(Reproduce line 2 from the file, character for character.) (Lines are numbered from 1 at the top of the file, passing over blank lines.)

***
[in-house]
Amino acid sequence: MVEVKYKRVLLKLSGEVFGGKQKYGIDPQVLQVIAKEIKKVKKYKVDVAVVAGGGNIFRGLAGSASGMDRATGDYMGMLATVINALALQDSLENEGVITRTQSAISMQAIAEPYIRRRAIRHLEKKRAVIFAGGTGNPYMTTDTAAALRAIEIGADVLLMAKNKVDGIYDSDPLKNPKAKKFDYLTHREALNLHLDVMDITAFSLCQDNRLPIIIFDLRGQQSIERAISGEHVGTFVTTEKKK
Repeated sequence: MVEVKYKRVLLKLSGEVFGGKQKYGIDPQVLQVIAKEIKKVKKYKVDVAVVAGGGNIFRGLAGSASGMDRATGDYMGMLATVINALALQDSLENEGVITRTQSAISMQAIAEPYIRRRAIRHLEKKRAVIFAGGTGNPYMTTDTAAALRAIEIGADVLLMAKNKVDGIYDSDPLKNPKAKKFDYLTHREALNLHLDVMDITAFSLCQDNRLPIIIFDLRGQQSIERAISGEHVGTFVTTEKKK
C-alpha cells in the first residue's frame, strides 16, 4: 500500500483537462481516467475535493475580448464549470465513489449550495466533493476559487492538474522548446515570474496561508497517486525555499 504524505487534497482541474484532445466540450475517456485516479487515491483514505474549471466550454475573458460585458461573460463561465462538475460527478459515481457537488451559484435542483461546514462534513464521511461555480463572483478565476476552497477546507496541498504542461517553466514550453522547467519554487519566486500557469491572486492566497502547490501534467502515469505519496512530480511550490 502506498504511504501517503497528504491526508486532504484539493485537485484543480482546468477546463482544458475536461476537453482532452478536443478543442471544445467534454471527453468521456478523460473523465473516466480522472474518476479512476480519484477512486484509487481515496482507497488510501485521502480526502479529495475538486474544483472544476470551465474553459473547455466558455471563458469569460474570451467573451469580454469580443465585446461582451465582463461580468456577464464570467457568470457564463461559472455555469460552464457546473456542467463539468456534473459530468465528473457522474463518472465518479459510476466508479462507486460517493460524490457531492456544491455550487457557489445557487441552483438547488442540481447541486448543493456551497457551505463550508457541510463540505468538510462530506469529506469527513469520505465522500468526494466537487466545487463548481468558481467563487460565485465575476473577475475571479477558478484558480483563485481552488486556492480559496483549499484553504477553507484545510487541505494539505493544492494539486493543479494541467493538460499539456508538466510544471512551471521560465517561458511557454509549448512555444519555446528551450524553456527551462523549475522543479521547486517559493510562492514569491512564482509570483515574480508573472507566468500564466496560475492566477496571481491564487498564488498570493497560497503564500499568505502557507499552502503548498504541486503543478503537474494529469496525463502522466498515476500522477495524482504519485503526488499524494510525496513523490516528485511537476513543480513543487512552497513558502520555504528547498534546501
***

Amino acid sequence: MVEVKYKRVLLKLSGEVFGGKQKYGIDPQVLQVIAKEIKKVKKYKVDVAVVAGGGNIFRGLAGSASGMDRATGDYMGMLATVINALALQDSLENEGVITRTQSAISMQAIAEPYIRRRAIRHLEKKRAVIFAGGTGNPYMTTDTAAALRAIEIGADVLLMAKNKVDGIYDSDPLKNPKAKKFDYLTHREALNLHLDVMDITAFSLCQDNRLPIIIFDLRGQQSIERAISGEHVGTFVTTEKKK